But if the photo obsession is all in fun, then why was the preening kid in the park disturbing?Perhaps, in part, it’s because the best personal photos are usually the accidental ones: a loved one laughing, unawares, or a friend caught staring out a window. A kid with a hand on her hip, posing to please, has passed out of innocence into pageantry – from cinéma verité to Toddlers and Tiaras.
Earlier this week, novelist David Zweig wrote on The New York Times’s Motherlode blog that he was distressed by his own three-year-old daughter’s repetitive demands to see personal pictures, often of herself, on his phone and computer. “There’s something to be said for being un-self-aware,” he wrote. “Yet I suspect our collective obsession with photos is hastening its demise.”
But as Zweig wrote, the ubiquity of photography for this generation necessitates self-consciousness. Many in the field of child development believe that children begin to recognize themselves as subjects separate from the world between about 18 months and three years old. Mirrors and photos are key to the process. Surely this generation, the most photographed in history, will come into subjectivity earlier, and self-consciousness. One study by the U.S. organization Common Sense Media found that 52 per cent of all children have access to a mobile device at home – smartphone, tablet or iPad. The diversions offered by the devices are many, but the camera is an easy, built-in one; my eight-year-old literally taught me how to take videos with my new HTC phone.
If a child is constantly being photographed and looking at the photos, there’s a collapsing of the distance between experience and memory. The moment and the recorded moment are so close together now that, in its most alarming form, the actual moment doesn’t seem fully experienced. “Let me see!” is the battle cry of a kid who’s not living in the present. As Susan Sontag wrote in On Photography: “Life is not about significant details, illuminated in a flash, fixed forever. Photographs are.”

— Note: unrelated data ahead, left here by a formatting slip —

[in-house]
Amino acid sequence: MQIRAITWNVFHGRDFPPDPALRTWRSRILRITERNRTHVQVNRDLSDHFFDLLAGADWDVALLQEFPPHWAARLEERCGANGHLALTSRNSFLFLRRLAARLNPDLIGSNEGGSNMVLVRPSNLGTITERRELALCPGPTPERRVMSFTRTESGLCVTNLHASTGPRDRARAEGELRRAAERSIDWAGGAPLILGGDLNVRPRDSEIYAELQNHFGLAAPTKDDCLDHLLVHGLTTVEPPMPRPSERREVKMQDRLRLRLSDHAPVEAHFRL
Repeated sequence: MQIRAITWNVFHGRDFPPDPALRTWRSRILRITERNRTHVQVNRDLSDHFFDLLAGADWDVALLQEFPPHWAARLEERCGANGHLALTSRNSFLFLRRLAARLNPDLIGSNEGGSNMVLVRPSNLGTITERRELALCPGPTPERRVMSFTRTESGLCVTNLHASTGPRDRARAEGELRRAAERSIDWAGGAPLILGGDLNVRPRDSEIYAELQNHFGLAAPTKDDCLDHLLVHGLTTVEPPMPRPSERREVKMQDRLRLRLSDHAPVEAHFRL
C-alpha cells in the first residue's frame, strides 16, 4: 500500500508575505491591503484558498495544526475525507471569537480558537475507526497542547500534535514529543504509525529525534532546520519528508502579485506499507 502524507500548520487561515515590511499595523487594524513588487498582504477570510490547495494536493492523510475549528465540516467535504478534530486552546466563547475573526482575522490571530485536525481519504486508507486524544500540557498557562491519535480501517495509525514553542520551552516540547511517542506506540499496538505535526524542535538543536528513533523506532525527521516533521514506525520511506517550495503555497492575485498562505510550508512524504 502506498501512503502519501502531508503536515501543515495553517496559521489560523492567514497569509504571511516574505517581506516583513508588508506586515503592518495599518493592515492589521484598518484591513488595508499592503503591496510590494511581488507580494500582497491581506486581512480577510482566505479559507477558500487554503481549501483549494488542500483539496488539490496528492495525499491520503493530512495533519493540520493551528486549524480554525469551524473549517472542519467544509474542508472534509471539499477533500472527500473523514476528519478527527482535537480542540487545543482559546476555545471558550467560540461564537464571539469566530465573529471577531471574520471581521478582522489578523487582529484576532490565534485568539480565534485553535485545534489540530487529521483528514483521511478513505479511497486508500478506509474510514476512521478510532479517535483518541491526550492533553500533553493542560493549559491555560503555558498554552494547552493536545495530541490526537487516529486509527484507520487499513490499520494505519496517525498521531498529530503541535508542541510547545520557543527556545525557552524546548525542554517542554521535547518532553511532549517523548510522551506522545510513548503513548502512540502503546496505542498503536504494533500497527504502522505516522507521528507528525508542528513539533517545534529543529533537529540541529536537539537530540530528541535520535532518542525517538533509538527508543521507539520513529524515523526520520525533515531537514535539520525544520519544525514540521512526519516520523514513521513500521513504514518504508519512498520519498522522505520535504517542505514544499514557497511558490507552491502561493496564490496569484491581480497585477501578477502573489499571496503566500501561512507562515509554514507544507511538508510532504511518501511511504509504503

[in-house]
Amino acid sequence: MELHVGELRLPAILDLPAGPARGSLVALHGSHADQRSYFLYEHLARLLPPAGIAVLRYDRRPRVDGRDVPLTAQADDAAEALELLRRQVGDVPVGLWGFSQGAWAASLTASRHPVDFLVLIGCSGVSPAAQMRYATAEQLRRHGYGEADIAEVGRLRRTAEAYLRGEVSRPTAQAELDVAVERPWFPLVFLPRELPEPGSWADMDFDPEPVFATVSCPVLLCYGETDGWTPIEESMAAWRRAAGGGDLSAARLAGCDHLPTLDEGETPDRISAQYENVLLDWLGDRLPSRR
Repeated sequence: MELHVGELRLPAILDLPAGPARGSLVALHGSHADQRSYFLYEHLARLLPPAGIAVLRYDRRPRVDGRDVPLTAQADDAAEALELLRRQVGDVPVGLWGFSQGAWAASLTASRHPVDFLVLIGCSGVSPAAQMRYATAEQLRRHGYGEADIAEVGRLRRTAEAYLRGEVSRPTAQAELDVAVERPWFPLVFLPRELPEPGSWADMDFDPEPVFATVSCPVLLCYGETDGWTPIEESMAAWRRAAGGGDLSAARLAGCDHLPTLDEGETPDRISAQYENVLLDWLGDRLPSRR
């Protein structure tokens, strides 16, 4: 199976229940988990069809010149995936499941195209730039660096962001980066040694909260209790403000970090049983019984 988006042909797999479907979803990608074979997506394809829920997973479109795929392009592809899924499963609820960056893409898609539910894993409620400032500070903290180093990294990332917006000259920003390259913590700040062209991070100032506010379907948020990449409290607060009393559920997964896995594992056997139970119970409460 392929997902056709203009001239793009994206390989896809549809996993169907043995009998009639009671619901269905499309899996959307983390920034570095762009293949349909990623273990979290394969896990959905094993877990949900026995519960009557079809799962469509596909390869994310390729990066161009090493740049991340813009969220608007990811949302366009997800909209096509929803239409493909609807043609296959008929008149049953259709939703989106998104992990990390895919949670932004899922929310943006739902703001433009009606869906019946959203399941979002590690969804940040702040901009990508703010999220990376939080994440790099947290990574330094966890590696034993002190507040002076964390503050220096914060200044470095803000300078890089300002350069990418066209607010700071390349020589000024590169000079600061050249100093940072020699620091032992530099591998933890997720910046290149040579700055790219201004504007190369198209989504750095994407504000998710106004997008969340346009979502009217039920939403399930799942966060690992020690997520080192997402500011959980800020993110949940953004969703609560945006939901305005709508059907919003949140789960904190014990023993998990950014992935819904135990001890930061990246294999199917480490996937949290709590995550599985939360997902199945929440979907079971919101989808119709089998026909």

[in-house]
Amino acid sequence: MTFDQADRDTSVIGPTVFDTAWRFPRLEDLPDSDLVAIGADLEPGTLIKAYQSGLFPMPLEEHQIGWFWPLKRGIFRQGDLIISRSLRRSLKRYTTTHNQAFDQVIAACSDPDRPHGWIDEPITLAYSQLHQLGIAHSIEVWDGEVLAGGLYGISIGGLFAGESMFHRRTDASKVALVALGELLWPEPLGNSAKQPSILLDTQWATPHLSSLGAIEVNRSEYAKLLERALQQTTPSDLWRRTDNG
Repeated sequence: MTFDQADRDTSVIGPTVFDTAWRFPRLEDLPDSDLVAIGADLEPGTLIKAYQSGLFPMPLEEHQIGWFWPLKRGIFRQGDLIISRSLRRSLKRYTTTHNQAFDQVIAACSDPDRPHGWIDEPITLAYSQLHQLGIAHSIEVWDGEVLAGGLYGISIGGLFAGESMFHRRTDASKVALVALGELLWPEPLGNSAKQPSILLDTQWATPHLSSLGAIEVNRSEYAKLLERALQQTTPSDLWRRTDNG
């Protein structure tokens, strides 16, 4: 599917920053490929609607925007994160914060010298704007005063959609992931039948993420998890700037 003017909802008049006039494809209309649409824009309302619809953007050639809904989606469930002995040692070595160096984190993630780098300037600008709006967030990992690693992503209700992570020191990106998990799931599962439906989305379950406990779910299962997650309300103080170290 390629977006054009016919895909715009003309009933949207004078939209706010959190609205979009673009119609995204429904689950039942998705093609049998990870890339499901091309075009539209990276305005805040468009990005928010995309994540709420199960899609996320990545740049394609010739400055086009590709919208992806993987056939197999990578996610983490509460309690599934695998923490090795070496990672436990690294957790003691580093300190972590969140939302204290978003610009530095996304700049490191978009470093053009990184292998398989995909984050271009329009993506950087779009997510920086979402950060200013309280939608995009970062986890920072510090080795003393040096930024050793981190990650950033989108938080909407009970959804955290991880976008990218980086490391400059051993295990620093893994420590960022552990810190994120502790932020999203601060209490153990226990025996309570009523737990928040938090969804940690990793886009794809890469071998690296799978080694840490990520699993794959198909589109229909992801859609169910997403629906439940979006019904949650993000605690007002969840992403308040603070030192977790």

Tell that to parents. If you’ve attended a childrens’ concert or play, then you know how hard it is to see through the waving branches of arms extended, clutching cameras and phones. This seems like an appropriate metaphor for my generation’s obsessive parenting practices: By locking our gaze on our own little singular snowflakes, we can easily miss the whole. The real story might be the unknown kid in the crayon costume rocking out on the edge of the stage, but parents are prone to record only the stories that star their own kids. Then, of course, these images are disseminated via social networks, endlessly casting our progeny as the players in a parents’ narrative of My Perfect Family, with or without the offspring’s permission.
Digital photography allows for constant curation of images, which usually means the selection of only the happiest moments. When pictures had to be printed, the good and the bad had an almost equal chance of survival, and some of those ugly pictures are some of the best: Dad’s wobbly eye; the cat's butt caught in the corner; the really bad perm. The perfectly posed childhood leaves little room for the messy part of living, where the joy is.